Orson Scott Card can lay claim to the title “prolific.” A quick review of his works shows that he’s released at least one, sometimes two, even three novels in a year. At least two of his novels have been adapted for film (Ender’s Game and Pathfinder)—are there more? Obviously, he has clout and talent. He must, how else could he sustain such a career?
When the bookstore had a completed (matching) set of his five volume “Homecoming” series, I thought that might be a great way to introduce myself to his writing. I’d recently seen a couple of the sets sell, too. Book one, The Memory of Earth, opens with several maps of an ancient city which I immediately mused “Hmm, this is rather reminiscent of Jerusalem.” Card even provided a name pronunciation chart and a genealogy which was again indicative of biblical records in first and second Chronicles (and elsewhere). The minimal plot summary plays out to something like this: humanity has basically been rebooted on another planet because they destroyed earth with warfare. However, no one knows this except for the super computer which has been established as the guardian of the world to prevent humanity from developing the technology to kill each other again. A hybrid of sci-fi and fantasy in an ancient-world city drawing on biblical records sounded gripping.
So I say all of the aforementioned to say this: I cannot dismiss any of Card’s other works, nor can I draw definitive conclusions on his clout, talent, and unique narrative abilities—but very little of them were evident in The Memory of Earth.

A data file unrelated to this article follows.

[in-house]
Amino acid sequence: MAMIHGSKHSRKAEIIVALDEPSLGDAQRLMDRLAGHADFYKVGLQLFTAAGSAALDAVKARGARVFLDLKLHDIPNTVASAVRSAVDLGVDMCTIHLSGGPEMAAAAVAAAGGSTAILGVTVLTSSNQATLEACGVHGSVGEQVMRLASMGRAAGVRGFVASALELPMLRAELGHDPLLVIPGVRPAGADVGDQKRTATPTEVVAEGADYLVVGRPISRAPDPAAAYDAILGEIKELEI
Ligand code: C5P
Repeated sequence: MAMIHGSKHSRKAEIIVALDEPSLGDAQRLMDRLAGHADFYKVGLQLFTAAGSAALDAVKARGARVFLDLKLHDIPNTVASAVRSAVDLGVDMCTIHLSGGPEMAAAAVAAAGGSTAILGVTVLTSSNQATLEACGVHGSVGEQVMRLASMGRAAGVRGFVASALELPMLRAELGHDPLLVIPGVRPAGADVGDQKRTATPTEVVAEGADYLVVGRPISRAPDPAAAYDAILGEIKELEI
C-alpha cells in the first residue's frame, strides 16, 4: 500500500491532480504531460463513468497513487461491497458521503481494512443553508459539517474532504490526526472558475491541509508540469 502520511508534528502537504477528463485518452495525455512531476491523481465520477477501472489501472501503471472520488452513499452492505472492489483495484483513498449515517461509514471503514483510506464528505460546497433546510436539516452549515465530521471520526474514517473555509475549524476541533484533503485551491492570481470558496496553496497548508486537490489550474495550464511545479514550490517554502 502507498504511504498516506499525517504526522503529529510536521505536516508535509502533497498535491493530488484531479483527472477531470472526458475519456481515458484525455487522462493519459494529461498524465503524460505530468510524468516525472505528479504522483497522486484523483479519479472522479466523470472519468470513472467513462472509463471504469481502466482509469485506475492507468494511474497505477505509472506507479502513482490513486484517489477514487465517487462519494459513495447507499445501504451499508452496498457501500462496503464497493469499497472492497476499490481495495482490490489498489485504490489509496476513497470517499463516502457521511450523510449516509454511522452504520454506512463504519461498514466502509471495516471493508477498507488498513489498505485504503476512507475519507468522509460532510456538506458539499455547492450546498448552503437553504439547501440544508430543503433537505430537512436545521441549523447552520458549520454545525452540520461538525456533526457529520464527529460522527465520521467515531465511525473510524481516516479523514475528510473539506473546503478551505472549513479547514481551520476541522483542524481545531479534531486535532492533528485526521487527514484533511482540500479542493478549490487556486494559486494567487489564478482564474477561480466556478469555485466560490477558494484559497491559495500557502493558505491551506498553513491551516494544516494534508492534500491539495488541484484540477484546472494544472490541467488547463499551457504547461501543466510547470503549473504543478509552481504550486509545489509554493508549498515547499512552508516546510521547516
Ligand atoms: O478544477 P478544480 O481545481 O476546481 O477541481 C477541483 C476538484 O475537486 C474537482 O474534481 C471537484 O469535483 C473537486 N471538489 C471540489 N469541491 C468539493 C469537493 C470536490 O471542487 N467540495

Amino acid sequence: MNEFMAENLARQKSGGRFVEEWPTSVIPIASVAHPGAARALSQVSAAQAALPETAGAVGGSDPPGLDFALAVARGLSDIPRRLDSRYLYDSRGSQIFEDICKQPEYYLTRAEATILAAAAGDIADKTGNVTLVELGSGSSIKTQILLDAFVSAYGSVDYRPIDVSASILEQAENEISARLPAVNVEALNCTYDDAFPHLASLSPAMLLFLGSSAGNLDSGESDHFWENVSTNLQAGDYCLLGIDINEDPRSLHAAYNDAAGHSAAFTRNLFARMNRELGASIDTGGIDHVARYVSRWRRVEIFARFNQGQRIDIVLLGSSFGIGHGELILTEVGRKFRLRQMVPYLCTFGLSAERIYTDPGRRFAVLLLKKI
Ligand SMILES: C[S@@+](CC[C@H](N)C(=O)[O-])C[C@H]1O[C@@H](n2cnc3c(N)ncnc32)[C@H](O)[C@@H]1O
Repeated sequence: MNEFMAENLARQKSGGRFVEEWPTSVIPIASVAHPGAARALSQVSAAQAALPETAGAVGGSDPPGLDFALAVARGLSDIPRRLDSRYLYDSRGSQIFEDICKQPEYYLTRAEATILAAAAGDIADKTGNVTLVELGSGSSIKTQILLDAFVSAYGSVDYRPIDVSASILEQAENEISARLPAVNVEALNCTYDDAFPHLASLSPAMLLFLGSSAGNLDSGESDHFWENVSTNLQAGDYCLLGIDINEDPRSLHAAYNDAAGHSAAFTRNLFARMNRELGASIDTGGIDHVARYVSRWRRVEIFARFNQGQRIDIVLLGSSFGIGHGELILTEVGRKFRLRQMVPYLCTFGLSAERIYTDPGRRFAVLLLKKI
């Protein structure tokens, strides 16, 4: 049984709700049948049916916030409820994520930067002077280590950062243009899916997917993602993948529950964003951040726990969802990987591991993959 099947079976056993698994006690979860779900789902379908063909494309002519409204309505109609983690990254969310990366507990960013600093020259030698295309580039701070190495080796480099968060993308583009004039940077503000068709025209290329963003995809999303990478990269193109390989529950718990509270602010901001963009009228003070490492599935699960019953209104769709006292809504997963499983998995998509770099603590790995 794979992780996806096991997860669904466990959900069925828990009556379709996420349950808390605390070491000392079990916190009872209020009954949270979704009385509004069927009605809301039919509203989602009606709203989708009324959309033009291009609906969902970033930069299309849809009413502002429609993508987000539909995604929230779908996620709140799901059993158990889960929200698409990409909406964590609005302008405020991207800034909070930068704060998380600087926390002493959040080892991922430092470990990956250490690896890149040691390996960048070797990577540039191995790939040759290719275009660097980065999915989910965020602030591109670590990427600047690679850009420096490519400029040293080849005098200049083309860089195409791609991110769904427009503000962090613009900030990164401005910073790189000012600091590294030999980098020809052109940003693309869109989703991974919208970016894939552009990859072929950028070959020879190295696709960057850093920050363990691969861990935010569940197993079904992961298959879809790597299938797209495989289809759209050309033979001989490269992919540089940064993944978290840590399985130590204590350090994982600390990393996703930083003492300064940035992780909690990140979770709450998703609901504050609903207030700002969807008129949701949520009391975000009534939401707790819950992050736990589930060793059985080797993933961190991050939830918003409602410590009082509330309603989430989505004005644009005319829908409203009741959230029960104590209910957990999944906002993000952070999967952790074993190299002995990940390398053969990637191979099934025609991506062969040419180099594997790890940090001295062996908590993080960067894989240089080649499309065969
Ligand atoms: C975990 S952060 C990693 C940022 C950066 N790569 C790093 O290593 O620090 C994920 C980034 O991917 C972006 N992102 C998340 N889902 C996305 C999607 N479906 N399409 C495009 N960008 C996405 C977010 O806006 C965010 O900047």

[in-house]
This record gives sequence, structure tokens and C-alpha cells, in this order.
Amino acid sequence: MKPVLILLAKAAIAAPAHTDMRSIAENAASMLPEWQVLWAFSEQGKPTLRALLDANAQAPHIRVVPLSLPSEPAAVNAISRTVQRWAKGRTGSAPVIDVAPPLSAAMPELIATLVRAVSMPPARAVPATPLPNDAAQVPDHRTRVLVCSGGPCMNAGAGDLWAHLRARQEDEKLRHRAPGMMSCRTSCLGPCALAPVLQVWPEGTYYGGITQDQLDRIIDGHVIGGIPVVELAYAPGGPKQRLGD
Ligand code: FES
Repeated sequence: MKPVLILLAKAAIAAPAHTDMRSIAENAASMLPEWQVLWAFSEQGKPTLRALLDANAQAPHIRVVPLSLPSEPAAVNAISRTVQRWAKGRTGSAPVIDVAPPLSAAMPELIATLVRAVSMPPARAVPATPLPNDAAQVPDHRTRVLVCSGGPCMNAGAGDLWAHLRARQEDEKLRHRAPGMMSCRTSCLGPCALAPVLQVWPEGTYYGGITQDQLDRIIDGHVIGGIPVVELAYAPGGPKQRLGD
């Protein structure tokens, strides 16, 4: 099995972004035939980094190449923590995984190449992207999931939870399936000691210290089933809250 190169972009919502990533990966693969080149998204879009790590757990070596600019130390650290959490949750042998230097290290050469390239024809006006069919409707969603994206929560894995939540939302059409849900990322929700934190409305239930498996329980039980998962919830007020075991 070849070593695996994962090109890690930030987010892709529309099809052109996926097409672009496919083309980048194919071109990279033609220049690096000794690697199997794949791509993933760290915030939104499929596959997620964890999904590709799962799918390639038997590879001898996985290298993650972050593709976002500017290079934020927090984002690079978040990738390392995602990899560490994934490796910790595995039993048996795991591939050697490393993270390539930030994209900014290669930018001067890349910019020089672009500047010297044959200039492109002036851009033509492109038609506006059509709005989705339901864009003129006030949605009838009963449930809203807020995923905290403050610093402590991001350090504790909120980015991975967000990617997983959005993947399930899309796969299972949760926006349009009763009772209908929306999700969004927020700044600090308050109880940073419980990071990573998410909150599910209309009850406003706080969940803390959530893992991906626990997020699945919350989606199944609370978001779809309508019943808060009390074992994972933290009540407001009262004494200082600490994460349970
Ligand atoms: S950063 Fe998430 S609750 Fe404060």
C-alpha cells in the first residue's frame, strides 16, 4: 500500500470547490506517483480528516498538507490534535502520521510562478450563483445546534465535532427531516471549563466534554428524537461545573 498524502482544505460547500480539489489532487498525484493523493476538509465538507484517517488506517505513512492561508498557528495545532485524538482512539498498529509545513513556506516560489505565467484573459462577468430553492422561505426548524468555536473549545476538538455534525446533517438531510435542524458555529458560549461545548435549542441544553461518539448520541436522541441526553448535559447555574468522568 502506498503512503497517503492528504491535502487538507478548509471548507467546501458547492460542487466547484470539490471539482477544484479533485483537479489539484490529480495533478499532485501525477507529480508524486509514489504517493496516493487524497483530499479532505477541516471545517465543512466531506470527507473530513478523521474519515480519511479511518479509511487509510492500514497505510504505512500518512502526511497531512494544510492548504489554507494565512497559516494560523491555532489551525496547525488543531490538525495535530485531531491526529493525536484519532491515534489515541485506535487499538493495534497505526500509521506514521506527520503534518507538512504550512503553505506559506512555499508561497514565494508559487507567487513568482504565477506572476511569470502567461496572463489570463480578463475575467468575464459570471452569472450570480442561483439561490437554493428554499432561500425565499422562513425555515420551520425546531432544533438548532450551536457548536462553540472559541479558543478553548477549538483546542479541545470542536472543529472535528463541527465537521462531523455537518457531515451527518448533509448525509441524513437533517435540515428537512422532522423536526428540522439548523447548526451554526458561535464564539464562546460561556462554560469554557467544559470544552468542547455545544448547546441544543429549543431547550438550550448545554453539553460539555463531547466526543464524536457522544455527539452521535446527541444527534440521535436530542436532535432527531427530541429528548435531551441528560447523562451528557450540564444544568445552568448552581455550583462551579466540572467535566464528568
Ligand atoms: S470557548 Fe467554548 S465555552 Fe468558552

Now I don’t want to say I disliked a book and not provide some evidence to defend that indictment. So here are my three primary beefs:
1). The means did not equal the ends / the ends did not equal the means. Characters’ motivations were wholly unjustified. On several occasions a character’s action played out like this:
Character: I’m going to do something!
Me (as reader): Why? That’s inconsistent with your motivations.
Character: Well because if I don’t, then the story can’t continue!
Me (as reader): At this point, maybe that would be for the best.
2). The world building was underwritten/under-explained. Take for example in multiple scenes protagonist, Nafai (among others) eat from a refrigerator. You can’t grab (a never elaborated meal—also a disappointing lack of detail) out of a refrigerator in an ancient city and not give some hint as to how that’s perfectly normal. Someone may refute this by pointing out that it’s only (spoiler alert), in essence, a replica of an ancient city. But I maintain that if they don’t even know what a chariot is (plot point) then they absolutely have no business not explaining the presence of refrigerators.
3). The dialogue was clunky, cliché, and indistinct. I am of the opinion that you cannot merely write words and include attribution tags (example: John said, Sue yelled) and expect that to be enough distinction between characters. Dialogue itself is a means of characterization. Therefore, if the dialogue tags were removed from a conversation the reader, in most cases, should still be able to tell who is speaking because of the way a certain character speaks, the words only that character would use. It’s not idealism. If I write the sentence of dialogue “It’s gunna be YUGE!” I bet just about everyone knows who’s talking—even without context. Halfway through The Memory of Earth I started covering attribution tags up with my thumb and I was clueless who was speaking the dialogue.
Beyond my gripes, I did a little research and discovered that the Homecoming series is actually a thinly veiled retelling of the Book of Mormon. The protagonist of that book “Nephi” has been slightly altered to “Nafai” here. The similarities continue on and on until it begs the question, should I just read the Book of Mormon instead? Maybe the dialogue would be better. 1.5/5 stars (.5 for the maps).